Genus Lacogromia Siemensma et al., 2017
Diagnosis: Test elongated to broadly pyriform or lens- or spindle-shaped, with a layer of small siliceous xenosomes and usually with some organic particles of debris. Test colorless or yellowish to almost black; aperture straight or oblique; test up to 1000 µm long. Usually with 1-8 nuclei, sometimes up to 30. Nuclei spherical, ovular.
Type species: Lacogromia cassipara
Lacogromia squamosa (Penard, 1899)
Lacogromia brunneri (Blanc, 1886)
Lacogromia palustris (Thomas, 1961)
Morphological variations: Siemensma et al. (2017) found morphological differences between populations from different locations and consider them as different morphotypes (A and B). Cells of type A look grayish or brownish grey when observed under transmitted light. The colour depends on the kind of food in the cytoplasm, the number of crystal-like particles and the colour of the agglutinated material in the test wall. Mineral material is commonly colourless, but organic particles are mostly ochre yellow, brown or black. Tests of type B vary in colour, those of younger, smaller specimens are light ochre yellow, and tests of older, larger spec-imens are darker ochre yellow or reddish brown and black. The colour is not always evenly distributed. Usually the proximal and apertural region are darker. Another difference between the two types is the covering of the proximal part. Tests of morphotype B have an extra layer of loosely attached particles, resembling a kind of cap, while tests of morphotype A do not have any extra covering. Agglutinated particles of these caps are larger than the regular ones, up to 10 µm. The length of all observed tests, both alive or empty, varied between 91 and 560 µm (mean 264 µm, std. dev. 77, n=333), with a width of 48–407 µm (mean 154 µm). The average length/breadth ratio is 1.8, with extremes between 1.1 and 3.5. Biometrical analysis showed differences in this ratio between both morphotypes (Graph below). Differences between both morphotypes are summarized inthe table below.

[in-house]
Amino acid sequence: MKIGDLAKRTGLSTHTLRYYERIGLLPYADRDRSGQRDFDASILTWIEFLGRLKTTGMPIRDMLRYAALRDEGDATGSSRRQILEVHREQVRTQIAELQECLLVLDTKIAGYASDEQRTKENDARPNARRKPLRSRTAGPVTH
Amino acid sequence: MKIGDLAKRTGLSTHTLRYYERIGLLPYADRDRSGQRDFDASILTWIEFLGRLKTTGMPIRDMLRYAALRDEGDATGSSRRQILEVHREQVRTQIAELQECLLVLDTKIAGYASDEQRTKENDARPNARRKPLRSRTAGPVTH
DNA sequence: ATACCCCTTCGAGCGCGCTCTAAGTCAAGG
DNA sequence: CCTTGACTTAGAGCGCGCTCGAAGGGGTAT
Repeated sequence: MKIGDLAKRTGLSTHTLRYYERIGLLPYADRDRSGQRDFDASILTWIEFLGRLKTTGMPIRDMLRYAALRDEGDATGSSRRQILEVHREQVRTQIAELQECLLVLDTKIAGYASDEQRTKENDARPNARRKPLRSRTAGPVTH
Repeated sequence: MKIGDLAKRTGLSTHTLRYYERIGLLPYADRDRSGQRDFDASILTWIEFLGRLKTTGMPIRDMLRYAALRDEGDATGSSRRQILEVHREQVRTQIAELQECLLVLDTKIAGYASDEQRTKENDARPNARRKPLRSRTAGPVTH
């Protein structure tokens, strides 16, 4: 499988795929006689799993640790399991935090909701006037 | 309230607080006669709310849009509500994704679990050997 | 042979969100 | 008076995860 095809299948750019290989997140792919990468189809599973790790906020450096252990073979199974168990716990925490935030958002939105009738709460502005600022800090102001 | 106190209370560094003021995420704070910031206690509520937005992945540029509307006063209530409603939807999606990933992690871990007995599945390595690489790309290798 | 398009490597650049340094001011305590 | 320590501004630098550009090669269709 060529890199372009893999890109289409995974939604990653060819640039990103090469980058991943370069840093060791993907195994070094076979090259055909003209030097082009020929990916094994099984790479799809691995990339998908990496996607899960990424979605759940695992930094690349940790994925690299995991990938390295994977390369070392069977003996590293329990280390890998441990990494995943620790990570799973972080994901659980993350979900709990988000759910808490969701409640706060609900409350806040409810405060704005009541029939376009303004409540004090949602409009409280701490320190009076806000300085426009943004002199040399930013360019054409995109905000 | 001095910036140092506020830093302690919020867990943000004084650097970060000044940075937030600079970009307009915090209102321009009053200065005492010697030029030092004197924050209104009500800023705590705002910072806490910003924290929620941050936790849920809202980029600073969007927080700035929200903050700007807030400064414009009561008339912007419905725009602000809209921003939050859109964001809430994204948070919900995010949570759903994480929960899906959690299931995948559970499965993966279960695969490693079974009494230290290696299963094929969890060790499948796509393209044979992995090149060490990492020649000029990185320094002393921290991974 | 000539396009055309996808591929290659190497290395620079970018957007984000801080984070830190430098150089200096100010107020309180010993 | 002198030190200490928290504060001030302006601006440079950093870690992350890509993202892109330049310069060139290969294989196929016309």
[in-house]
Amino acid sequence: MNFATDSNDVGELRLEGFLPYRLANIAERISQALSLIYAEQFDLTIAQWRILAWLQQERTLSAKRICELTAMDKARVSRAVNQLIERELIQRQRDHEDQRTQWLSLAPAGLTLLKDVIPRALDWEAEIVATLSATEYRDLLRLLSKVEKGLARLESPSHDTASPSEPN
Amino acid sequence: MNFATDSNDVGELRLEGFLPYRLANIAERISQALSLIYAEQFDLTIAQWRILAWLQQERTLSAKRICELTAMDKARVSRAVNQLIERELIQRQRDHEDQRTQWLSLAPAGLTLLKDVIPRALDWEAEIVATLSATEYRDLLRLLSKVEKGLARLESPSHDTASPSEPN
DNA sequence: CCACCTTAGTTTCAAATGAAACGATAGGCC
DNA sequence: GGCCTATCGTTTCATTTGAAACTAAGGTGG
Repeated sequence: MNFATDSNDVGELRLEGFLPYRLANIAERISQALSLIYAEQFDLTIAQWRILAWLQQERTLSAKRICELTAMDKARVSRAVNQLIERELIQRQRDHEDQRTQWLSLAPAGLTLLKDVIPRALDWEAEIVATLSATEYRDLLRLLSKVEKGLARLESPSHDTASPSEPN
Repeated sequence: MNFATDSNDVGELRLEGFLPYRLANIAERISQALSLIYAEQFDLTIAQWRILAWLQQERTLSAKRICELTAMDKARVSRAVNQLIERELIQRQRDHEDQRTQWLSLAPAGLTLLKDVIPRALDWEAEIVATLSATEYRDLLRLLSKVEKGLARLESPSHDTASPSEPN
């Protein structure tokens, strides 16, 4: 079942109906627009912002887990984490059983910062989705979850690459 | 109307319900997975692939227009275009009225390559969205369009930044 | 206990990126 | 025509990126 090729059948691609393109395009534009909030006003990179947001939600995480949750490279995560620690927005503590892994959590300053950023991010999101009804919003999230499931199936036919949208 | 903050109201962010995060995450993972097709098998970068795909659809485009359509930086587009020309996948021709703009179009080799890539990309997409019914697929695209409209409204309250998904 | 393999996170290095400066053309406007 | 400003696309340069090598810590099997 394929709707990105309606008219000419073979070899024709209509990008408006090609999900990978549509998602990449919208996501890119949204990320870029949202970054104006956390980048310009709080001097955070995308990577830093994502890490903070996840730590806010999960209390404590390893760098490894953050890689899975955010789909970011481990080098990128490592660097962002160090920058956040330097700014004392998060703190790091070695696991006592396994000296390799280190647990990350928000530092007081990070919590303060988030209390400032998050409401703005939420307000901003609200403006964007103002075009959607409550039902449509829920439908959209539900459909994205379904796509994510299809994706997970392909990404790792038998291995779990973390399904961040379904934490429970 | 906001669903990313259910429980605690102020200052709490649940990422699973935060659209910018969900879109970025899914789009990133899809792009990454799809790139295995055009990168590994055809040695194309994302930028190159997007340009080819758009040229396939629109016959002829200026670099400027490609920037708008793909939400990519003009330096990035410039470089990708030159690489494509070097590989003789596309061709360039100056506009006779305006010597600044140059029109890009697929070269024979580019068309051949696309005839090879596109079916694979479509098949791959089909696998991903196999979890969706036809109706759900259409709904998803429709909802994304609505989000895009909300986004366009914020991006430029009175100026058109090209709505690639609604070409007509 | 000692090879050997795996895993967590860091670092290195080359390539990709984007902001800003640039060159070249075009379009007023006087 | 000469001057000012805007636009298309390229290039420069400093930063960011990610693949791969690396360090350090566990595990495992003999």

|L. cassipara||Morphotype A (n=224)||Morphotype B (n=109)|
|Aperture||No pronounced collar, smooth||Distinct collar with double ring, often with constriction|
|Shape||Broadly ovoid-pyriform, proximal end broadly rounded||Elongated ovoid - elongated pyriform, or spindle-shaped; proximal end conical, rounded|
|Proximal end||Without extra cap of particles||Usually with cap of larger particles|
|Structure||Particles loosely attached||Particles close to each other|
|Colour||Colourless or light ocre yellow||Dark brown, ocre yellow or black|
|L/B ratio||1.1–2.4, mean 1.5||1.7–3.5, mean 2.3|
|Length||91–530 µm, mean 262 µm||123–560 µm, mean 267 µm|
|Width||48–407 µm, mean 173 µm||46–202 µm, mean 117 µm|
|Nuclei, diameter||18–66 µm, mean 38.6 µm||8.7–77 µm, mean 29.0 µm|
Reference: Ferry Siemensma, Laure Apothéloz-Perret-Gentil, Maria Holzmann, Steffen Clauss, Eckhard Völcker, Jan Pawlowski: Taxonomic revision of freshwater foraminifera with the description of two new agglutinated species and genera, European Journal of Protistology 60 (2017) 28–44.
Penardogromia palustris Thomas 1961
According to Thomas (1961), the test is covered with calcareous particles, but we doubt if this is specific to this species and therefore a distinctive feature. In fact, Siemensma et al. 2017 find the description of P. palustris insufficient to distinguish it from other related species. Though Thomas described the test as elongated tubular, he did not mention anything about the flexibility, extensibility and pliability of the test, which is so characteristic for tubular species. Based on the original drawing (Thomas 1961) the species resembles much more a small Lacogromia than a Limnogromia species. The test in this drawing (Thomas 1961) also resembles the deviating specimen in slide 433 of the Penard Collection.